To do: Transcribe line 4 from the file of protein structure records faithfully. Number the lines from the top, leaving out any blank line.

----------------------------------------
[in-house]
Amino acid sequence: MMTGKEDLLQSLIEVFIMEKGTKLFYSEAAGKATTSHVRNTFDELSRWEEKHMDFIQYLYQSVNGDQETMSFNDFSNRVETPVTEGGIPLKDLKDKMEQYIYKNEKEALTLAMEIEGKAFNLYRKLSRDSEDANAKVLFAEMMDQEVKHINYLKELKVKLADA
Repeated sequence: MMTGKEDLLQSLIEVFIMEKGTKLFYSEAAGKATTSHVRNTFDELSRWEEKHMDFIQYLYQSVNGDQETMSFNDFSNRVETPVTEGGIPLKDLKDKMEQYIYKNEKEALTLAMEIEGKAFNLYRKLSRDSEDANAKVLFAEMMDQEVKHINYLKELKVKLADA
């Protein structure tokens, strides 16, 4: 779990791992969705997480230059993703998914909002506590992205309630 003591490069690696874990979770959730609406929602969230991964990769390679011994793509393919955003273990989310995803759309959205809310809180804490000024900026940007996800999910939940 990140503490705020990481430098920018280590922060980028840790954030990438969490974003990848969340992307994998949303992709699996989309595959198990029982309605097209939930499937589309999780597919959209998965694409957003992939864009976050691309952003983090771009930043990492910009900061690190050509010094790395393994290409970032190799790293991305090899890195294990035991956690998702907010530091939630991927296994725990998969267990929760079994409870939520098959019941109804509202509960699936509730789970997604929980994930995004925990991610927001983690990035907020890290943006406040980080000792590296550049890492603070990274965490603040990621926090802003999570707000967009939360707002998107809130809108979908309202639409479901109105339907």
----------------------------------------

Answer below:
């Protein structure tokens, strides 16, 4: 779990791992969705997480230059993703998914909002506590992205309630 003591490069690696874990979770959730609406929602969230991964990769390679011994793509393919955003273990989310995803759309959205809310809180804490000024900026940007996800999910939940 990140503490705020990481430098920018280590922060980028840790954030990438969490974003990848969340992307994998949303992709699996989309595959198990029982309605097209939930499937589309999780597919959209998965694409957003992939864009976050691309952003983090771009930043990492910009900061690190050509010094790395393994290409970032190799790293991305090899890195294990035991956690998702907010530091939630991927296994725990998969267990929760079994409870939520098959019941109804509202509960699936509730789970997604929980994930995004925990991610927001983690990035907020890290943006406040980080000792590296550049890492603070990274965490603040990621926090802003999570707000967009939360707002998107809130809108979908309202639409479901109105339907």